Still Missing: Women Who Left Workforce Because Of The Pandemic Yet To Return
Female labour force participation, already very low in India, declined further after the onset of the Covid-19 pandemic. Two years on, it is showing no signs of recovery.
The female labour force participation rate was at 9.4% for the period between September-December 2021, according to latest data by the Centre for Monitoring Indian Economy. This is the lowest female labour force participation rate since 2016, when the data was first compiled.
Labour force participation rate is the ratio of those who are either employed or are unemployed but willing to work and actively looking for a job as a percentage of the population of more than 15 years of age.
The pandemic, globally and in India, has led to a decline in labour force participation across men and women. A return of those who left the workforce has been slow.
In the case of men, the labour force declined to 67.4% in the period between September and December 2021, compared to 71.2% between September and December 2019, according to CMIE. It has, however, improved marginally to 67% in the previous round of the survey.
India’s biggest challenge on the employment front is getting its women folk into the labour force, Mahesh Vyas, managing director for CMIE wrote in a note on the company's portal dated Dec. 14, 2021. This gap between men and women in India’s workforce is the potential labour available to deploy productively in economic activities, he said.
Women who lost jobs in the pandemic or who left the workforce because of the pandemic, have still not found their way back, said Shiney Chakraborty, research analyst at the Institute of Social Studies Trust. Unpaid domestic chores, the lack of social support and absence of the care economy has continued to leave women demotivated to look for work, she said.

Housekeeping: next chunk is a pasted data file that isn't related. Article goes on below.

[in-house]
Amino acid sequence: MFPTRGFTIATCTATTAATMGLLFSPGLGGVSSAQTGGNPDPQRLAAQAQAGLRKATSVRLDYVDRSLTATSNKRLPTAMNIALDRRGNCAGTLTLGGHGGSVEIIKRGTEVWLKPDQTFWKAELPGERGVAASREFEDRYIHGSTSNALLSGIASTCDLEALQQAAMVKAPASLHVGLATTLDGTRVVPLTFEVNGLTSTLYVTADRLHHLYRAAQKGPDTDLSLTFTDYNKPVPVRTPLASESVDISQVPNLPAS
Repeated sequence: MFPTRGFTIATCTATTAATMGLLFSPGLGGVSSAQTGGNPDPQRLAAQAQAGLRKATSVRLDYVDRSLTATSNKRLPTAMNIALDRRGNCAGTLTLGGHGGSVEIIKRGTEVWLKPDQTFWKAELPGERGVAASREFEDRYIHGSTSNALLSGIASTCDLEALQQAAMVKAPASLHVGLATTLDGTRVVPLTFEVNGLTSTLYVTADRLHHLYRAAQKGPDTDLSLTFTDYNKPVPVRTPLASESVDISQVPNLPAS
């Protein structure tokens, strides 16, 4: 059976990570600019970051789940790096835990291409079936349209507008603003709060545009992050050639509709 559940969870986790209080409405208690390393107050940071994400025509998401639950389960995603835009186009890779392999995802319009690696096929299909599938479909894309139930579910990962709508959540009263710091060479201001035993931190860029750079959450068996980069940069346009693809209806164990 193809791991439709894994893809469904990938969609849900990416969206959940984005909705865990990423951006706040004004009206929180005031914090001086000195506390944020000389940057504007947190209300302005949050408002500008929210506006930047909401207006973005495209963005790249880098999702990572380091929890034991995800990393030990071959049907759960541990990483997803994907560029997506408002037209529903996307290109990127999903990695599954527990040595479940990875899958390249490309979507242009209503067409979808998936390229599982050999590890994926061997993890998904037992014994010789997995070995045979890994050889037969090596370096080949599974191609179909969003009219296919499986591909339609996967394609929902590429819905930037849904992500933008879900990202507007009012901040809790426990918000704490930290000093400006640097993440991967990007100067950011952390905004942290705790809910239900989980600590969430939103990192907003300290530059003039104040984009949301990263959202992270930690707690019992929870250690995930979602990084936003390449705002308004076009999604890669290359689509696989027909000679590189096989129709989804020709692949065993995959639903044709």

The Rural-Urban Divide
Women in urban areas have borne a larger brunt of the pandemic when compared to those in rural areas, the data suggests.
Urban female labour participation has declined to 7.2% in the period between September and December 2021, compared to 9.5% between September and December 2019, according to data by the CMIE. Rural female labour participation, marginally higher than in urban areas, has declined to 10.5% in the period between September and December 2021, compared to 11.6% between September and December 2019.
Along with a decline in labour participation rate, unemployment among women also continues to remain high. Although the labour participation rate for women is very low compared to men, they face a much higher unemployment rate of 17% compared to 6% for men, Vyas said. "The much fewer women who seek work find it much harder to find it compared to men." This is disconcerting as it suggests a bias against employing women, he said.
According to CMIE's data, about a fourth of all unemployed and about half of those passively unemployed are women, said Chakraborty. "As such, there are currently about 80 lakh women currently looking for work."
Research by Rosa Abraham, Amit Basole and Surbhi Kesar at Azim Premji University had found that, conditional on losing work, women were eleven times more likely to not return. The research paper, published in February 2021, found that marital status, education, caste, and religion were strongly related to the likelihood of recovery in women employment.